2006 – Cássia Kiss (actress)Brazilian actress breastfeeding Breastfeeding. Assuring this right is everybody’s responsibility.
2007 – Vanessa Lóes (with Thiago Lacerda) (actress and actor)Brazilian actress breastfeeding with her husband Breasfeeding in the first hour, protection without delay.
2008 – Dira Paes (and mother) – actressBrazilian actress breastfeeding Nothing is more natural than breastfeeding. Nothing is more important than supporting.
2009 – Claudia Leitte (singer)Brazilian singer breastfeeding Breastfeeding at all moments. More health, love and protection.
2010 – Wanessa Cristina and other mothersThree woman; two pregnant woman with another one breastfeeding Breastfeed. Give your child the best.

Social campaigns for donation of expressed breast milk – Ministry of Health Services – Brazilian Government

2008 – Camila Pitanga (actress)Brazilian actress breastfeeding and donating expressed milk Donate expressed milk, life thanks you.
2009 – Samara Fillipo (actress)Brazilian actress breastfeeding Donate expressed breast milk, life thanks you.


The posters aim:

  • Valuing (and even glamourizing) breastfeeding;
  • Enlightening the benefits for both mother and child;
  • Emphasizing the advantages of breast milk;
  • Expressly recommending exclusive breastfeeding until the baby is six months old;
  • Calling for the responsibility of all of the people involved: father, other relatives, employer.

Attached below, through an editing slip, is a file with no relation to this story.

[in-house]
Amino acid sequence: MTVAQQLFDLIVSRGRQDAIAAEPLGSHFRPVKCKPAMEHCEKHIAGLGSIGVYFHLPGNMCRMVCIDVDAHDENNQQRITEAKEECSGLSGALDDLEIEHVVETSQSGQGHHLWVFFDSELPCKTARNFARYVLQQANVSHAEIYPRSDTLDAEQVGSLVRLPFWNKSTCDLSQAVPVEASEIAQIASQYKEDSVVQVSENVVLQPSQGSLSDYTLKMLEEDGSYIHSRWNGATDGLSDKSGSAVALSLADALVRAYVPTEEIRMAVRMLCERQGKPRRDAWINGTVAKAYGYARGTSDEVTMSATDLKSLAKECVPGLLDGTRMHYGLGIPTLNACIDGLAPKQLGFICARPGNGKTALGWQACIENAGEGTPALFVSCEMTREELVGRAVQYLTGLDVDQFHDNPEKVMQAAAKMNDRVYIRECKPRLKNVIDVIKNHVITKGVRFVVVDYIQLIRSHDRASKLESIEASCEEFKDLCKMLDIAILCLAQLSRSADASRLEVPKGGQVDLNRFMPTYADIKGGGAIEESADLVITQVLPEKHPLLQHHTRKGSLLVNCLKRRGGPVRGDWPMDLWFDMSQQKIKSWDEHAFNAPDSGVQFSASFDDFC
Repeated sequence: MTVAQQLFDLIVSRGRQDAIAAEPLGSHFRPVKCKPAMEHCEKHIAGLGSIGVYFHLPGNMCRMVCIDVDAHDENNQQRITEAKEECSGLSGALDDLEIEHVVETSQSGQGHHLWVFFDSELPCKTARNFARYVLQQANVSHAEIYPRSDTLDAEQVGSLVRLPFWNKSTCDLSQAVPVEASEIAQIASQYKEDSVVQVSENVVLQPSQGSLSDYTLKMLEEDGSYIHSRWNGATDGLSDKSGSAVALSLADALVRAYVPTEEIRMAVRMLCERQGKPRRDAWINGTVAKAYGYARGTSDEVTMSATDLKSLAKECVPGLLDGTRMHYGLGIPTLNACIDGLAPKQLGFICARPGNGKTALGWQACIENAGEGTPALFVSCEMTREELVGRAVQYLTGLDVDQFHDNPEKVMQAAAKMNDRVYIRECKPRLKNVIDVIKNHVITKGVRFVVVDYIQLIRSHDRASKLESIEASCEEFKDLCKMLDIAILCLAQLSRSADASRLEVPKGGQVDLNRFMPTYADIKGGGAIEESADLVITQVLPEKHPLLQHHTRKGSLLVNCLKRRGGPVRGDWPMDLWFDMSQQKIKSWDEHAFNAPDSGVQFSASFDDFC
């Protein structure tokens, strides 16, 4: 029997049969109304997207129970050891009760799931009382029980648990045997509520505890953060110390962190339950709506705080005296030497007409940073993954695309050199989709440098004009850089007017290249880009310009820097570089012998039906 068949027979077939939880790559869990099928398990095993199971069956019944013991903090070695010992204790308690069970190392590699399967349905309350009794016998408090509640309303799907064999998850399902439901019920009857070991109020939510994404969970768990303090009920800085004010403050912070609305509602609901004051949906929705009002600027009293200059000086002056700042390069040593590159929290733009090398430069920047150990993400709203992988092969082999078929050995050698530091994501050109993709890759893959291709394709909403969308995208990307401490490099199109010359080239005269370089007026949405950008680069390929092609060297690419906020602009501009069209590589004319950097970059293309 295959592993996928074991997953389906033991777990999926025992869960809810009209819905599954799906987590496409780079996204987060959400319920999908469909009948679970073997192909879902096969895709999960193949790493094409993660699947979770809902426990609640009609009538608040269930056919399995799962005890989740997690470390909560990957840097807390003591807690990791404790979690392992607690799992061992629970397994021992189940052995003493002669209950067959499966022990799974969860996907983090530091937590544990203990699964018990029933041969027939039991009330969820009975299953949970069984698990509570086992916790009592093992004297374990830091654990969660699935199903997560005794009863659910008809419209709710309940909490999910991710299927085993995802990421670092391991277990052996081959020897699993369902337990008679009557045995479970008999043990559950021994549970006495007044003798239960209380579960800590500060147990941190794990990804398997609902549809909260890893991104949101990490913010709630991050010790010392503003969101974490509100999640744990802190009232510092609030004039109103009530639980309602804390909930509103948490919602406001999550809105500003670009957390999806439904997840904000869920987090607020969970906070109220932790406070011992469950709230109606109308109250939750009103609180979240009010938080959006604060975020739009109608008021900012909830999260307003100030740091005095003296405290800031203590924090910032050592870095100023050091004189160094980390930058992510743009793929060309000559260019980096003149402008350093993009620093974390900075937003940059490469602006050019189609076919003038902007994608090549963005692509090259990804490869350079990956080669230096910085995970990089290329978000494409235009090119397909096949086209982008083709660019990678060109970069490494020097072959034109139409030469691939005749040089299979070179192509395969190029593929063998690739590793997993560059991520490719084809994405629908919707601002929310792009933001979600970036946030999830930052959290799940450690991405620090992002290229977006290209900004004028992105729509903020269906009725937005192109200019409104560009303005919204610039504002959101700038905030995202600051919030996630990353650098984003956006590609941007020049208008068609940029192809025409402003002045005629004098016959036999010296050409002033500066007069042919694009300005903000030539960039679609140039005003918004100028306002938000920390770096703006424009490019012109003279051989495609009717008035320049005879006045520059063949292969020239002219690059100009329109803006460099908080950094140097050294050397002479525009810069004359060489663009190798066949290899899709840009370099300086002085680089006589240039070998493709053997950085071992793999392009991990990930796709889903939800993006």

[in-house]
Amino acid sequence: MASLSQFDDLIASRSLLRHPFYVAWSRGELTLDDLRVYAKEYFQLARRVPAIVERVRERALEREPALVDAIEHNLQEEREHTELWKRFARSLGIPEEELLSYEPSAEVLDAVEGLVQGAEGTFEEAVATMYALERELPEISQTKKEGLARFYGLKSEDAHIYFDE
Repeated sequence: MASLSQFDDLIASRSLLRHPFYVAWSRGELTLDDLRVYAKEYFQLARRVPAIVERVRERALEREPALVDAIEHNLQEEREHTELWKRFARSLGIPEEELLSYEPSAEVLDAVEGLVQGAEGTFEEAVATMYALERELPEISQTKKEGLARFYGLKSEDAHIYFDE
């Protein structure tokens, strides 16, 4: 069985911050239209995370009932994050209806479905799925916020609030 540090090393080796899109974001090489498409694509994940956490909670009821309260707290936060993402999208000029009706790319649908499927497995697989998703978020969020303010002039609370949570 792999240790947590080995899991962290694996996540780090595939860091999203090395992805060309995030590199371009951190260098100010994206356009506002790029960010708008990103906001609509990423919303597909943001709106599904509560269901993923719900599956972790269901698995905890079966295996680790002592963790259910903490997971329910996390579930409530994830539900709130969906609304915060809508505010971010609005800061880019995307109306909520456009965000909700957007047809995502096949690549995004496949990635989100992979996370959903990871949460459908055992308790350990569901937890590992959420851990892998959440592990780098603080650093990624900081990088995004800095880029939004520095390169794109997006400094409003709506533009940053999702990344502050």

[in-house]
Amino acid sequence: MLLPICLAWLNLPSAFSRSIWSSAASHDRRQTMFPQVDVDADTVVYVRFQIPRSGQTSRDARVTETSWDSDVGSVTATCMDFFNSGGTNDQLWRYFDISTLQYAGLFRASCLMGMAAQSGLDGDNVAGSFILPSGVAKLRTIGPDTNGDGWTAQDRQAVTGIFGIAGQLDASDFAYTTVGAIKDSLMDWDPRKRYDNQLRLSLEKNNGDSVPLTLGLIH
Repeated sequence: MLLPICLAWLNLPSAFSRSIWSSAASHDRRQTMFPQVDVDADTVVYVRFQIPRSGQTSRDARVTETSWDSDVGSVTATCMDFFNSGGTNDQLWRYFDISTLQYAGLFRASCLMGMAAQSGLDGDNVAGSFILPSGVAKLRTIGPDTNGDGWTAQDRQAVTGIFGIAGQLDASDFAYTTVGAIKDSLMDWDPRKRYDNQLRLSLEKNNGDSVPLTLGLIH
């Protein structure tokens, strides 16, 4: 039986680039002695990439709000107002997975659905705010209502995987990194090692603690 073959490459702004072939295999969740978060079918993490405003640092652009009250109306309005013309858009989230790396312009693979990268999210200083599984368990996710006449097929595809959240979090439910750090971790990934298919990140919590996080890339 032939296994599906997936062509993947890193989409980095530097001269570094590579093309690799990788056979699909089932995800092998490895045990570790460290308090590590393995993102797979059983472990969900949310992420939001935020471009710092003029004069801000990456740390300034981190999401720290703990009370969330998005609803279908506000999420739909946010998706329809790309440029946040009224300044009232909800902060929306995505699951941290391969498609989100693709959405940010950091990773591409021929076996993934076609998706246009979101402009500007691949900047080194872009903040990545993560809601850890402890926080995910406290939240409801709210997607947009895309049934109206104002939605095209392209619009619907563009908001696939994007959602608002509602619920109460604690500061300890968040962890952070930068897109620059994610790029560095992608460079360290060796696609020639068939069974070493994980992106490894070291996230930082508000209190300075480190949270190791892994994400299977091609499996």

Important, worthy, opportune, necessary, amazing, inspiring: all of those things were more than revered in those campaigns. However, there are other aspects beyond the UNQUESTIONABLE example of beautiful social marketing campaign, which deserve an analysis.

The poster in 2010 calls for attention because it is the first in a series, for 12 years, that shows mothers who are not celebrities. Also, there is a black person as the central figure. Images of breastfeeding are essentially “white”; the exception is Isabel Fillardis, in 2001.

Another new thing in 2010 is the presence of pregnant women, i.e., breastfeeding is an attitude to be embraced early in gestation.

The third different feature is the breastfeeding mother looking at the baby (even if in the smaller picture). Mostly, mothers are not looking at the babies, but at the spectator, reinforcing the appeal, when they act as spokespeople of the campaign (the exception is the poster with Vanessa Lóes and the ones for milk donation). This behavior also denotes an incisive pose for the photo, an artificial moment as well as the mother’s highlight, the hero who deserves be applauded and followed. Colors, environment, smiles, everything contributes to the atmosphere of serenity and delight, and leads to the understanding that breastfeeding is a natural fact/act since the beginning/always and has no difficulties – even when there are twins (Luiza Tomé) or big children (Maria Paula).